Depending on the termite type, mud-based termite nests may be either subterranean or above ground in the wood. Both subterranean and above-ground termite nests also function as shelter and a place to produce and rear their offspring.
Each type of termites has its own type of a “dwelling”, most of them consists of 2 parts: the ground nest in the form of high altitude (in tropical climate) and underground nest (which is a network of tunnels and numerous small chambers).
The main building material is a mixture of excrement of working termites, clay (in hot tropical countries) or ground wood and saliva.
The construction of the mound lasts the whole life of a termite colony. It can take decades and every year one can find a new layer or level of termites’ dwelling.
Many species of termites – mostly, subterranean termites that are frequent visitors in the USA and Australia – make their nests of a cardboard. Cardboard is a cellulose, a structure made of timber.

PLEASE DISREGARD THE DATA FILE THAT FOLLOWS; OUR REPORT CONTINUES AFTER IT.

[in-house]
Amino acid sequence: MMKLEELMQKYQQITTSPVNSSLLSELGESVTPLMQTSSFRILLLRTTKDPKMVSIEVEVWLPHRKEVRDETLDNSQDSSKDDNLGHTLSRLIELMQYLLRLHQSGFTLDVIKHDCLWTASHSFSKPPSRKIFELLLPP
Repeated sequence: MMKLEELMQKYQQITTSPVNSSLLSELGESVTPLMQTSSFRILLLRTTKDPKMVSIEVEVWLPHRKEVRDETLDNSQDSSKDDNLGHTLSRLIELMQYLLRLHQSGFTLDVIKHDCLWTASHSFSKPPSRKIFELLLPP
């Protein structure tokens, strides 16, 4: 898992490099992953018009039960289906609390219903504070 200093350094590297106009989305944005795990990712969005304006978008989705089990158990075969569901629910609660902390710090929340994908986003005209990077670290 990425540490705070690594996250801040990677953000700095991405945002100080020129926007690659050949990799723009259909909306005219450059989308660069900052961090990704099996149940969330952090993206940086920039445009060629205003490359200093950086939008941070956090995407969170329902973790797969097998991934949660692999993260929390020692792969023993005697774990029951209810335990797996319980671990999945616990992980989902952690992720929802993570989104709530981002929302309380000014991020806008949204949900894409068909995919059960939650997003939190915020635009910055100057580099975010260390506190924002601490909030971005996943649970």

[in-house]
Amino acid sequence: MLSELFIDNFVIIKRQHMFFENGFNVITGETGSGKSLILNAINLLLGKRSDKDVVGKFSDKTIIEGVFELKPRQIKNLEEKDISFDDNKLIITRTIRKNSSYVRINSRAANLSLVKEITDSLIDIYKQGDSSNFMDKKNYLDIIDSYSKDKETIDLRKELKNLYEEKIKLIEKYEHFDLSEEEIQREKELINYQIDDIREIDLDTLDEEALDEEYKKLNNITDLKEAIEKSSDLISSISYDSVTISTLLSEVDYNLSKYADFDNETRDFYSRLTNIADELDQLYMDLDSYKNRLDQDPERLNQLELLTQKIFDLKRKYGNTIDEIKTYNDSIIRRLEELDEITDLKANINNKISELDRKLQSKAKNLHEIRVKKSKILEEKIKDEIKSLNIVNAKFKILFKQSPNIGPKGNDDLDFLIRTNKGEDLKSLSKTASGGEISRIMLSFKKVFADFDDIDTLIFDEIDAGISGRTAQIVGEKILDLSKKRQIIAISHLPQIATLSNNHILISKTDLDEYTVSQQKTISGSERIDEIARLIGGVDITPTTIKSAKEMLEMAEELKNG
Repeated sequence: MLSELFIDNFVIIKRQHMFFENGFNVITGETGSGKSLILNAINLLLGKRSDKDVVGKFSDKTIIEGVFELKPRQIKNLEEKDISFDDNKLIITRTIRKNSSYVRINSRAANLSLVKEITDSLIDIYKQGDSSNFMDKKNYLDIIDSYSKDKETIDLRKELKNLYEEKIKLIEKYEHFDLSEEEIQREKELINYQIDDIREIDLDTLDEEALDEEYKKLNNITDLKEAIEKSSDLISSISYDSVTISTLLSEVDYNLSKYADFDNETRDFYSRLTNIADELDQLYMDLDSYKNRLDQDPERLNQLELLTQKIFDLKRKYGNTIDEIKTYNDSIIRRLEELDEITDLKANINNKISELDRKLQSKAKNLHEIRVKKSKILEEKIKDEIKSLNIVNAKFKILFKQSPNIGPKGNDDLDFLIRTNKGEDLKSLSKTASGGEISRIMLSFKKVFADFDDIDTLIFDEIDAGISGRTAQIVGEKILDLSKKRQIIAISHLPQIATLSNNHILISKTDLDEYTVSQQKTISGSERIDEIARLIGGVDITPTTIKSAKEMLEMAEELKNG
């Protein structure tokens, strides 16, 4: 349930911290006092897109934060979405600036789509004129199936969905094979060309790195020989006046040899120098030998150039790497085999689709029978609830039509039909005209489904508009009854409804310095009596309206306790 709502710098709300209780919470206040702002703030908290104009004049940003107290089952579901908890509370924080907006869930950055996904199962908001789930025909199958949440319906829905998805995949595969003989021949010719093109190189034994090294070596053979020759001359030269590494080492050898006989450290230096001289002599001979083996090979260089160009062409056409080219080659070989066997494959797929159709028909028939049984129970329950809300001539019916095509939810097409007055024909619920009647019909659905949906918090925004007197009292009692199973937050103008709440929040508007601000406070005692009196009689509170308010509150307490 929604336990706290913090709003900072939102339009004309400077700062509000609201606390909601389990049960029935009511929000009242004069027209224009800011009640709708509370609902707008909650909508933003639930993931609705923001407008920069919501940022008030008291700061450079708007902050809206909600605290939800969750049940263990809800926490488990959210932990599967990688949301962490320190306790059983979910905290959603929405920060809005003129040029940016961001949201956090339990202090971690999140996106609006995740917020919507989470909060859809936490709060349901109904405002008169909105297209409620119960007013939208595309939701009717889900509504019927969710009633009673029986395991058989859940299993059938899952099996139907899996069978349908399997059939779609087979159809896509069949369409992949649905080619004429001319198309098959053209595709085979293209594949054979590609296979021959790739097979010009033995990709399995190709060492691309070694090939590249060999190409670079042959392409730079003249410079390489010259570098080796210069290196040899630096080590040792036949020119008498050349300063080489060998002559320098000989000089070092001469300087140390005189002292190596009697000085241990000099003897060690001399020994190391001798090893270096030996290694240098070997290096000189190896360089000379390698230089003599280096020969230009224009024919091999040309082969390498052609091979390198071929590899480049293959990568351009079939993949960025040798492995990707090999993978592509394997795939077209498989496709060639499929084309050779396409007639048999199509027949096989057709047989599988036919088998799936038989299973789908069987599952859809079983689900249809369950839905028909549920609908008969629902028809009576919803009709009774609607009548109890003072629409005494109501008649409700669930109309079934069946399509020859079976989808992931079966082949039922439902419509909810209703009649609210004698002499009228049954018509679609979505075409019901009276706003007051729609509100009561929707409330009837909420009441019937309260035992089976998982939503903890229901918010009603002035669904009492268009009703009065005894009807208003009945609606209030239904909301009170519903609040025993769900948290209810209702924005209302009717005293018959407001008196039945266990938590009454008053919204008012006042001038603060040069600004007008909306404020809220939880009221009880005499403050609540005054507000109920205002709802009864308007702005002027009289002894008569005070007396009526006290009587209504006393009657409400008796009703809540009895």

They glue cardboard particles with ground with the help of a salvia. When this mixture hardens it becomes a fast wall that can protect termites from external threats.
Advice: as some types of subterranean termites build their nest of cardboard and salvia, there is a possibility to make cardboard baits to eliminate these pests.
Just put a relatively small (10 cm x 10 cm) piece of cardboard on the ground surface and cover it with the soil.
Try to choose the appropriate place for such hand-made bait.
Then, to hasten the process, you can pour water on it.
In 2-5 days you will be able to extract the cardboard full with eating termites. Just put the bait into the fire.
One should remember, that this bait is a temporary measure and it is not able to eliminate the whole population of termites, because it is powerless against eggs.
Recommendation: another way to use this bait is to soak it with boric acid that will kill the termites.